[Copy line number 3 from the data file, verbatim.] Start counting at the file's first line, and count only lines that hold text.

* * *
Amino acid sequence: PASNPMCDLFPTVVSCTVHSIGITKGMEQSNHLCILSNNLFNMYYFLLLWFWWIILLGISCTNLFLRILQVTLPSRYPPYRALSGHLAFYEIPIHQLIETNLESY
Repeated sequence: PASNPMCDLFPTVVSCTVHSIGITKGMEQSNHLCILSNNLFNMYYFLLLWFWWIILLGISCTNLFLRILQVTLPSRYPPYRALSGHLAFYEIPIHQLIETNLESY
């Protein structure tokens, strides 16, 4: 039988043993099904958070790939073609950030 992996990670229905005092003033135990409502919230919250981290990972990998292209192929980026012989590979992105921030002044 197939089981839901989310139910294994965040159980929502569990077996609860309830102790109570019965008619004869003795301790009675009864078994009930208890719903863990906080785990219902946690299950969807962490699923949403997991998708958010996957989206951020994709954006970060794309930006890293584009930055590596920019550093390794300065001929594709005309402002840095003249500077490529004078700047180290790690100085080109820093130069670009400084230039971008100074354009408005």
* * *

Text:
């Protein structure tokens, strides 16, 4: 039988043993099904958070790939073609950030 992996990670229905005092003033135990409502919230919250981290990972990998292209192929980026012989590979992105921030002044 197939089981839901989310139910294994965040159980929502569990077996609860309830102790109570019965008619004869003795301790009675009864078994009930208890719903863990906080785990219902946690299950969807962490699923949403997991998708958010996957989206951020994709954006970060794309930006890293584009930055590596920019550093390794300065001929594709005309402002840095003249500077490529004078700047180290790690100085080109820093130069670009400084230039971008100074354009408005």